In 1859 Lewandowski married Helene Wertheim (18291894), who was endowed with a beautiful voice and musically talented. The marriage produced two children: Alfred (18641931), who became a doctor and established the Hygiea Sanatorium in Berlin, and was also an excellent violinist; and Martha (18601942), who at the age of 16 married her tutor, who was many years her senior. This was the philosopher Hermann Cohen, founder of the “Marburg School” of Neo-Kantianism and a passionate advocate of a German-Jewish symbiosis.

Louis Lewandowski wrote three wedding musics for choir. Let us now listen to excerpts from one of them.


Lewandowski − The Reformer

From the 1860s on, Lewandowski’s professional life was closely linked to the large, magnificent New Synagogue on Oranienburgerstraße, a building that was supposed to represent a self-confident Jewish bourgeoisie. Here, a liturgy developed in which prayers were also said in German and a mixed choir and an organ integrated. The introduction of the instrument was hotly debated and Lewandowski participated in the decision-making process in 1862. In his expert opinion, he argued for the organ as the best possible support for the newly introduced congregational and choral singing, reasoning that the organ alone was capable of “controlling and directing large crowds in large spaces.” The dedication of the New Synagogue in 1866 also marked the inauguration of one of the largest organs in Berlin at the time. Lewandowski wrote several organ works and otherwise incorporated the organ into the liturgy. For the central prayer of the highest Jewish holiday, Yom Kippur, he set a prayer in which the organ plays the traditional prayer, nusach, normally sung by the cantor.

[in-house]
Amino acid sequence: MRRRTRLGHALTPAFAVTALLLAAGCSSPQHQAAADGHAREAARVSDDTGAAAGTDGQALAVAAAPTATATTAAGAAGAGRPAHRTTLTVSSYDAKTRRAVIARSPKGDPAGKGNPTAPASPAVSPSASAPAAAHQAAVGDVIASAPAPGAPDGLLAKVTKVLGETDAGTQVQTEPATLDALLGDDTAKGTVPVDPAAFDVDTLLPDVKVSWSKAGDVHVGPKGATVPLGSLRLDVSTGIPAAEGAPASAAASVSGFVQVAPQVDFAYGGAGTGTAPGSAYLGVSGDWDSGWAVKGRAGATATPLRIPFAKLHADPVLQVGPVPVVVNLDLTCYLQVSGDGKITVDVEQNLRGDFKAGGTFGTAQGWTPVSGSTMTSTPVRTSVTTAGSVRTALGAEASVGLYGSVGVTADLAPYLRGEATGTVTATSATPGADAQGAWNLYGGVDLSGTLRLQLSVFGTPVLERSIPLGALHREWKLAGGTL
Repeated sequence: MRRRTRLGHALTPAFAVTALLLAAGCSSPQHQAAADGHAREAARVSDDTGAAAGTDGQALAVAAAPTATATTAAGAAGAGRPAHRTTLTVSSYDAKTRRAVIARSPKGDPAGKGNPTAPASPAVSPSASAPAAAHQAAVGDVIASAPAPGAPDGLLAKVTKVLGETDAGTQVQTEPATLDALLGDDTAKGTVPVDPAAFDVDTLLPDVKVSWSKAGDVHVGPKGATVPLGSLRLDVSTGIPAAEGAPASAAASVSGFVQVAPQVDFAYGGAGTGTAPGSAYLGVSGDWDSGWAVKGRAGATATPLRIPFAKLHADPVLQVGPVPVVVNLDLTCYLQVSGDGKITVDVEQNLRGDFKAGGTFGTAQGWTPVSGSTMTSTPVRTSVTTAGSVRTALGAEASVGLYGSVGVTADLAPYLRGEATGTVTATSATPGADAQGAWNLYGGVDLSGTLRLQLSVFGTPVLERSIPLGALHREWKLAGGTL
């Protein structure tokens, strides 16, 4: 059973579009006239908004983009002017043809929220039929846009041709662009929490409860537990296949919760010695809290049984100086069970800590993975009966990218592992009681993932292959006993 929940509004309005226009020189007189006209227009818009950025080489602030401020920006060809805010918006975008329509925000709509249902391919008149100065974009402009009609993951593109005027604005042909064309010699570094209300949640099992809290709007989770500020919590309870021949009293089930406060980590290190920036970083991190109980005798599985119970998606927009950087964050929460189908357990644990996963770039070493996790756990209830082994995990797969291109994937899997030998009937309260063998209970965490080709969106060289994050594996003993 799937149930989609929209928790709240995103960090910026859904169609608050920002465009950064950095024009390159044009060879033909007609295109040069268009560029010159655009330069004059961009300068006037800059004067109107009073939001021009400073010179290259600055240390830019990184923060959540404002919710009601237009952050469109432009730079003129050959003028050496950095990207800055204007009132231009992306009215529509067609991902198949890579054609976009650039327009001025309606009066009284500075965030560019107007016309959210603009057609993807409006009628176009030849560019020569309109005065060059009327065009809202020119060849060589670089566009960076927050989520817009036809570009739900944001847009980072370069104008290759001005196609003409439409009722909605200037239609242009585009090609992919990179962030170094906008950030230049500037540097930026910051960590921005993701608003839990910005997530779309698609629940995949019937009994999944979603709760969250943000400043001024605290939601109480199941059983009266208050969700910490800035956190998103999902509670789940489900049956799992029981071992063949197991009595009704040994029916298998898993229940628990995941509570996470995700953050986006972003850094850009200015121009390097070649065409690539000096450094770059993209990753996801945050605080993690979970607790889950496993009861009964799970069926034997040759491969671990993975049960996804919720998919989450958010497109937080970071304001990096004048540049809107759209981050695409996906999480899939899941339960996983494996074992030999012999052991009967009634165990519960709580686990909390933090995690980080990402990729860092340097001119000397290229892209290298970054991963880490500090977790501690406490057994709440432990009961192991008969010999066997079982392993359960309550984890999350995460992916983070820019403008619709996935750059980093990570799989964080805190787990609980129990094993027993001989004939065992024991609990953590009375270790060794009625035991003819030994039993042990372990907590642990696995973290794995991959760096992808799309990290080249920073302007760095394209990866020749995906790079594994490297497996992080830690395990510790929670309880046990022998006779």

Let us now listen to W’hakkohanim followed by the German Kedushah, also sung on Yom Kippur.

Lewandowski − For Eternity

The two major collections Kol Rinnah u’T’fillah (Voice of Worship and Prayer, 1871) and the two-volume Todah W’simrah (Thanksgiving and Song, published in 1876 and 1882), contain Lewandowski’s music for all prayers on the Sabbath and holidays. Around the same time, he conceived a series of patriotic works. Lewandowski was not only a composer, but also trained cantors, a voice teacher, and conductor of the United Synagogue Choirs of Berlin. His commitment to the music of the synagogues of Berlin and Germany, as well as to the art of music in general, were recognized with the honorary titles of Royal Director of Music as well as the title of “Professor” by the Academy of Arts.

»Love makes the song immortal!« is written on the tombstone that the children had placed for their “beloved parents” in the honorary row of the cemetery of the Jewish community in Berlin-Weißensee. There is certainly no more fitting summary for Lewandowski’s work. This was already recognized during his lifetime and put to the following words by Leopold Zunz, the founder of the Science of Judaism, in honor of Lewandowski’s 25th anniversary in office, in 1865:

»Just as music presupposes receptivity and hymns imply belief, worship similarly requires faith and love. Song becomes a mediator between poet and audience, as worship remains a mediator between the outgoing and incoming generations… To receive meaning for ourselves and our people from the house of God, we must acquire some memory and knowledge, sentiments and love. This will be the right tribute to the man, whose compositions arouse serious stirrings within us, emotions that will also create serious intentions.«

In conclusion, you will now hear the piece “Enosh” with verses from Psalm 103, part of the commemoration of the dead, one of Lewandowski’s most famous pieces, as well as the setting of Psalm 121, with which we would like to bless you.